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Choking Fits During Sleep Related to Epilepsy

      We report the case of a 42-year-old man who, during adolescence, developed brief nocturnal episodes of a feeling of choking. He was awakened with a feeling of being unable to get his breath, without any other symptoms and with preserved consciousness. He suffered from up to 30 episodes per night, each lasting 15-20 seconds. Interictal electroencephalogram (EEG) was normal. Video-EEG recorded episodes during non-rapid eye movement (non-REM) sleep without any clear epileptiform discharge but the stereotyped episodes led to a diagnosis of epilepsy. Cerebral magnetic resonance imaging was normal. Seizures ceased with phenytoin and phenobarbital treatment. His brother suffered from similar seizures, from the age of 10 years. Phenobarbital and benzodiazepine allowed the suppression of seizures. Ictal EEG showed bifrontal high-voltage polyspike discharges during non-REM sleep. His father suffered from identical episodes starting at age 56 years. His episodes were rare (one every 6 months, except for one cluster of several episodes on one occasion). He was awakened by a feeling that “his lungs were inflated with air and (he) could not empty them.” Sleep apnea was excluded by polysomnography. The son of the index case suffered from a severe, drug-resistant, “nocturnal frontal lobe epilepsy” since the age of 5 years.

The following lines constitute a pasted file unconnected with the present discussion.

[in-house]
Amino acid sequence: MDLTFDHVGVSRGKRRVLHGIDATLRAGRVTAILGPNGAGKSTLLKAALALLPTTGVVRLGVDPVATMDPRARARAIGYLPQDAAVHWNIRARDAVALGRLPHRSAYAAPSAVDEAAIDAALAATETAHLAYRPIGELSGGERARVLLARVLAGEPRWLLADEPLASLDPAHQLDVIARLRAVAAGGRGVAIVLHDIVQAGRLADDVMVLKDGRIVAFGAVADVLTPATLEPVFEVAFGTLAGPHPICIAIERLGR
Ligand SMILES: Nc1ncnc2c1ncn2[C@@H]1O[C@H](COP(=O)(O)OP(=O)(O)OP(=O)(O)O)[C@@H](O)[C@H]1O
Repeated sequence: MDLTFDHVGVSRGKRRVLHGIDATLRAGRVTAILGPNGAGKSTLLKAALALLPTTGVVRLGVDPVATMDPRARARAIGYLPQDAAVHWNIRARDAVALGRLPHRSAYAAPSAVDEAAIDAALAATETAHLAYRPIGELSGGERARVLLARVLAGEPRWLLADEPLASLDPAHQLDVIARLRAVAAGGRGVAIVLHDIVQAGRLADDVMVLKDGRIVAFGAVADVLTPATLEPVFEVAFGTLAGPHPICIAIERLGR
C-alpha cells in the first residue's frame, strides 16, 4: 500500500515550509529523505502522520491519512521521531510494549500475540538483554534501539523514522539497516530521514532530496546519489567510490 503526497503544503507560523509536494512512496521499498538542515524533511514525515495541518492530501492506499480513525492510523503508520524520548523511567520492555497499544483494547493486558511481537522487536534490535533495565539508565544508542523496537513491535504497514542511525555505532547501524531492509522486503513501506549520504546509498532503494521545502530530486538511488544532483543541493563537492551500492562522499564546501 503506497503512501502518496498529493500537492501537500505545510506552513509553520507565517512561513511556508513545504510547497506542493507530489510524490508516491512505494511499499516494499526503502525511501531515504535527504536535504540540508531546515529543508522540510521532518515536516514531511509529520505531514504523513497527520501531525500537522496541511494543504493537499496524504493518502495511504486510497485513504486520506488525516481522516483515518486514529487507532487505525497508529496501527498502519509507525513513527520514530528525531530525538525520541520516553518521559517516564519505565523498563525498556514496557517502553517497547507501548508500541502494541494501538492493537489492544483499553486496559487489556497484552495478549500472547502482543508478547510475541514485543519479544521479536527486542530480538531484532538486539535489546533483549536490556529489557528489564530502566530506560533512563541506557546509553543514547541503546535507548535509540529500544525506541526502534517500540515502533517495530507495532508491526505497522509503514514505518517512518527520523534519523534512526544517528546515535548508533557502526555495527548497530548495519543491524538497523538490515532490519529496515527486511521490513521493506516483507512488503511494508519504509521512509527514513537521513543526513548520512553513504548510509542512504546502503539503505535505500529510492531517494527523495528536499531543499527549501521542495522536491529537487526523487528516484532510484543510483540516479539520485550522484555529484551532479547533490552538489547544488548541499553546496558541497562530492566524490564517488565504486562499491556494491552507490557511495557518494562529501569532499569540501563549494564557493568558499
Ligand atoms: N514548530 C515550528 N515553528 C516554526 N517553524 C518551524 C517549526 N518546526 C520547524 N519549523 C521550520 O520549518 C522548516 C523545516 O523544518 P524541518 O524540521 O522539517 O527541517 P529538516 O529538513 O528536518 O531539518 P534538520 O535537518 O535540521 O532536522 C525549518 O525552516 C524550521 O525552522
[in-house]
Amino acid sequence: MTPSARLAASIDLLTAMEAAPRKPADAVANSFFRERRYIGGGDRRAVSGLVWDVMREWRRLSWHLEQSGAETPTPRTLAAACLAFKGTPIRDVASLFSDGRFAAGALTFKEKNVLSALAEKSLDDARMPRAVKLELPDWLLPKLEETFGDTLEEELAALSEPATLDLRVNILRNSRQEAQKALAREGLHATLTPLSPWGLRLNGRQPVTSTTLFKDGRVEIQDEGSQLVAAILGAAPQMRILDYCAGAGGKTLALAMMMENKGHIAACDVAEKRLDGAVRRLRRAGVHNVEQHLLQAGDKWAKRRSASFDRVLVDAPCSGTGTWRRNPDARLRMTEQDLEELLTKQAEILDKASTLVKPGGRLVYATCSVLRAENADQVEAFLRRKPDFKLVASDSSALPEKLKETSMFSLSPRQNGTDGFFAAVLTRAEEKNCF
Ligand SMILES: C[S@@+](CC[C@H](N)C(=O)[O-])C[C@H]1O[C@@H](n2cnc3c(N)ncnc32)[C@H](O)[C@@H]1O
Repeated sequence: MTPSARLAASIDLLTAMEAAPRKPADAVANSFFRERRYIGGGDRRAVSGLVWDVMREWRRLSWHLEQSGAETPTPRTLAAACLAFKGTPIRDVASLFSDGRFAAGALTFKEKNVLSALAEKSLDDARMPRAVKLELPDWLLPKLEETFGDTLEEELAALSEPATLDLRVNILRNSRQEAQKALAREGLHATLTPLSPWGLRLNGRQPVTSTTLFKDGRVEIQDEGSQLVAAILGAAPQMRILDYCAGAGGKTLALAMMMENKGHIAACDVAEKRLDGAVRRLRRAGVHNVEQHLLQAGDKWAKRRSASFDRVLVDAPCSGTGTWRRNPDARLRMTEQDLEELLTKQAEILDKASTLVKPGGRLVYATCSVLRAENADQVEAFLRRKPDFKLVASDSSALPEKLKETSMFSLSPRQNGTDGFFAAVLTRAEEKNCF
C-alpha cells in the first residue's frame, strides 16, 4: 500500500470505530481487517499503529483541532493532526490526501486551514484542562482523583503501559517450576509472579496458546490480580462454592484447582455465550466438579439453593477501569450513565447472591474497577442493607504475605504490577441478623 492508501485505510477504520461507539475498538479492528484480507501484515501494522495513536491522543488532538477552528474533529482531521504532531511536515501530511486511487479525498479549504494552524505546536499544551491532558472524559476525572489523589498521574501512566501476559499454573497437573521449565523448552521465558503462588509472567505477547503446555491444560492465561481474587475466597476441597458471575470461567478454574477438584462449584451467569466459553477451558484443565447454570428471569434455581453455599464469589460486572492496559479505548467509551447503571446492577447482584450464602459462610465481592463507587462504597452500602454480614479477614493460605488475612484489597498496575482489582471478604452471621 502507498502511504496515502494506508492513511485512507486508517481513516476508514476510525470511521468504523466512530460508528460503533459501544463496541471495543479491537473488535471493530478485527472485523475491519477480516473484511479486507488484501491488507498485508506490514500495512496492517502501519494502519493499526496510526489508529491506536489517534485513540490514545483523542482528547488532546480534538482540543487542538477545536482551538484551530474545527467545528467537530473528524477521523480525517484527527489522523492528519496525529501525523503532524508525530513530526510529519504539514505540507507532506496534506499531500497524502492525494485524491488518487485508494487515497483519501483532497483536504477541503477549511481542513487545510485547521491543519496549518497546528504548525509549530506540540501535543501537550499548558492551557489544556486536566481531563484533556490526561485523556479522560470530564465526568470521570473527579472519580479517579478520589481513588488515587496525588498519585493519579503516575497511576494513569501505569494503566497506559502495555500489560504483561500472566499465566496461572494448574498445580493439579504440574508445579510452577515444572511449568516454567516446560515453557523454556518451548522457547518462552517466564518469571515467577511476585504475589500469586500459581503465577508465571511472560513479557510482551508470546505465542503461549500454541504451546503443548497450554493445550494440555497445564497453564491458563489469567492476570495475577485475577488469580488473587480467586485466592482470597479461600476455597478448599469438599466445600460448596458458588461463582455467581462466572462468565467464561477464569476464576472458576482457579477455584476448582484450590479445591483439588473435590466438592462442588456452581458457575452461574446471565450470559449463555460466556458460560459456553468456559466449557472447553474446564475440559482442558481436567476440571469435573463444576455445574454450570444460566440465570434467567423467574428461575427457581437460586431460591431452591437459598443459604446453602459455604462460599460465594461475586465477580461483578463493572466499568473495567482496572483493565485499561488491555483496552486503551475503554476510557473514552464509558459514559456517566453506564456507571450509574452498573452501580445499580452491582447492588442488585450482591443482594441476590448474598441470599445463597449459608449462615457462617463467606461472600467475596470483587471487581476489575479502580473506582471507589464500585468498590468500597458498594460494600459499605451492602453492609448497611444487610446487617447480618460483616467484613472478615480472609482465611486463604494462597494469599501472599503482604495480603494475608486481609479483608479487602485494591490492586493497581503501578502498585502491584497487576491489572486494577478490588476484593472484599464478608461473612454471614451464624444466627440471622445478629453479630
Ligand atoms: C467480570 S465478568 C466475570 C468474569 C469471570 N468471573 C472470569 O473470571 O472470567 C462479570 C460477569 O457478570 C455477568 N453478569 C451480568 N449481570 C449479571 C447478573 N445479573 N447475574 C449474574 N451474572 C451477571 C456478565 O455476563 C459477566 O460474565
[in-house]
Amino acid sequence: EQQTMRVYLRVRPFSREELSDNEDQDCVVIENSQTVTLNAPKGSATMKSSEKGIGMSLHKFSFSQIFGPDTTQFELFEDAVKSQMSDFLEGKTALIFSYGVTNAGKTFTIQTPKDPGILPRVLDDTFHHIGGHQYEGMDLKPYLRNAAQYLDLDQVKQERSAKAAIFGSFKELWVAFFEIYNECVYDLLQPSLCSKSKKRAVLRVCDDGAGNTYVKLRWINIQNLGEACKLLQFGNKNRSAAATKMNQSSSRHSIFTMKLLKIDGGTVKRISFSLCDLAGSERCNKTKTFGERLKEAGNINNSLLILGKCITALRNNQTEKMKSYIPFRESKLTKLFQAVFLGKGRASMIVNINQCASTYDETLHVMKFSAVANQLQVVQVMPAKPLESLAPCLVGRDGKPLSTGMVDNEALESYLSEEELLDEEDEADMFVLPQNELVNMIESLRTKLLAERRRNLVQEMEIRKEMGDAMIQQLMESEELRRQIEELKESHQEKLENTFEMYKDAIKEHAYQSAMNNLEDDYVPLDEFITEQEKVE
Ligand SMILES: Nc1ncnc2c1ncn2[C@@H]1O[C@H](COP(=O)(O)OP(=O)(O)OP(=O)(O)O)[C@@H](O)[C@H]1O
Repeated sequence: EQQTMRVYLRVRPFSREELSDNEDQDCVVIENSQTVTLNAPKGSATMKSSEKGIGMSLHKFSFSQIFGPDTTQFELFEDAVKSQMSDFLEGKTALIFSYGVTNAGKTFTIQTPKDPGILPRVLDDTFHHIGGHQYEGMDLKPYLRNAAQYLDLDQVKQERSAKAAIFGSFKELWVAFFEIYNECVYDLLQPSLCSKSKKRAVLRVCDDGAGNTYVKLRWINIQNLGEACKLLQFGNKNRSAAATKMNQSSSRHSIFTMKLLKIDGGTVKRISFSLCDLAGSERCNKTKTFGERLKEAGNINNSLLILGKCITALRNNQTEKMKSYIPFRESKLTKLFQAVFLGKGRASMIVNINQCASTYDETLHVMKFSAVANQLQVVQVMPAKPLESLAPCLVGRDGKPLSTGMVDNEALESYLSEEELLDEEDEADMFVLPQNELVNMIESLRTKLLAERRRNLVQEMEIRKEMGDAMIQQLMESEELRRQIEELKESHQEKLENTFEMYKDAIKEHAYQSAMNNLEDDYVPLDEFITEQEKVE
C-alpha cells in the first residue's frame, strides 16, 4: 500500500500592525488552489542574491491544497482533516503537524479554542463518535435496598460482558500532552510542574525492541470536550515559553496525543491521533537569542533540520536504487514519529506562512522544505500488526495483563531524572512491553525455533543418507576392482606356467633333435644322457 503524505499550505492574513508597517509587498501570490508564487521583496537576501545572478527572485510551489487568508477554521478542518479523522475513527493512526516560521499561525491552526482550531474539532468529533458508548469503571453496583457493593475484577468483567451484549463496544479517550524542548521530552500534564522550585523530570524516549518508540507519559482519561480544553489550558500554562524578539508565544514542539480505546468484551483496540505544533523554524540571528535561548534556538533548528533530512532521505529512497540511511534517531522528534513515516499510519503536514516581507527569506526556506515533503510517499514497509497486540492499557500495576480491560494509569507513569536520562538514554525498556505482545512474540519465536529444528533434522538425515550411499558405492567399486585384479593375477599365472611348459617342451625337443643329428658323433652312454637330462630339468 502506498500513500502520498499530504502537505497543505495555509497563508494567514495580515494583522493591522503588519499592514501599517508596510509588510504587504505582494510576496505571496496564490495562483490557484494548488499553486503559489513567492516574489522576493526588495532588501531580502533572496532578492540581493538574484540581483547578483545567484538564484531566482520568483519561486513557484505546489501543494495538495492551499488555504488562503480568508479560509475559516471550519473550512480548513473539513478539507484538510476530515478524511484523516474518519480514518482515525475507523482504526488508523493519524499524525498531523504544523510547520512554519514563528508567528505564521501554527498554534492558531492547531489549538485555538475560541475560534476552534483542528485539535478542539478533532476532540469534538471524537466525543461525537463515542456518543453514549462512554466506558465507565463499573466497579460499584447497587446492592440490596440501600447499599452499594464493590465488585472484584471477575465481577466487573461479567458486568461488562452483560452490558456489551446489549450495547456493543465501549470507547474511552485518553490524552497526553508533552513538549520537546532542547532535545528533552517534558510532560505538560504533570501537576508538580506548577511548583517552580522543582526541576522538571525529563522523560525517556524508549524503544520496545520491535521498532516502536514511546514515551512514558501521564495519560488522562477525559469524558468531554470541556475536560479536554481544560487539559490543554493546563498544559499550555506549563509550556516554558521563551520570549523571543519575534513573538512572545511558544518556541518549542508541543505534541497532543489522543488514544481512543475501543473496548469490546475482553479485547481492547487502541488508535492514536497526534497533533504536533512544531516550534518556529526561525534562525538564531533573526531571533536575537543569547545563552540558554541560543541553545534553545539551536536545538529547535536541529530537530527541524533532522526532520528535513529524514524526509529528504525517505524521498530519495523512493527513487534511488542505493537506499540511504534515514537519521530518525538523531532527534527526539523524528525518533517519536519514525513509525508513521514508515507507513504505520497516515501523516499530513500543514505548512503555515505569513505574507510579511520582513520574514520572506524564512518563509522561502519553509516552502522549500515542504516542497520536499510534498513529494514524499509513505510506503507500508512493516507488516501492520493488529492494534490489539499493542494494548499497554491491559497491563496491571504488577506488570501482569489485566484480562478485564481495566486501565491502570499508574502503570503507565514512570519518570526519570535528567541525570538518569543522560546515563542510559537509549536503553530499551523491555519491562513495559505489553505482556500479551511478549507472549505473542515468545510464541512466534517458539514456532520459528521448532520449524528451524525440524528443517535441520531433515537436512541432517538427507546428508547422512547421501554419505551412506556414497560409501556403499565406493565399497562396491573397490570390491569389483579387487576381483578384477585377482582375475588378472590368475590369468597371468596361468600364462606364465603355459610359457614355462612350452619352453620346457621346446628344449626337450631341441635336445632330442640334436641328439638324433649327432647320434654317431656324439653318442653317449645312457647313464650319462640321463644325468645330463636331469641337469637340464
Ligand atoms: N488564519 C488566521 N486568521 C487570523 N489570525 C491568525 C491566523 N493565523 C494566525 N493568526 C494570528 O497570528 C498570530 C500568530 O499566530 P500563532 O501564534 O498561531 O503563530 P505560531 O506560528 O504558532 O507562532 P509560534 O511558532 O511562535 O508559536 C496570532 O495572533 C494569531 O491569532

• Ryvlin P.
      • Minotti L.
      • Demarquay G.
      • et al.
      Nocturnal hypermotor seizures, suggesting frontal lobe epilepsy, can originate in the insula.
      The seizures (up to 30/night) consisted in awakening and agitation including swinging, folding arms, and abrupt dystonic movements of the trunk and limbs, lasting <1 minute. Consciousness was preserved during seizures. They started by a feeling of choking, and after the age of 10 years, by a tingling in the back. A change in respiratory rate was also observed on video recordings. He never had a tonic-clonic generalized seizure. Seizures were resistant to many antiepileptic drugs. Interictal EEGs were normal. Ictal EEG showed a diffuse flattening and high amplitude-bi-frontal 12-Hz rhythm during non-REM sleep. Cerebral magnetic resonance imaging was normal.
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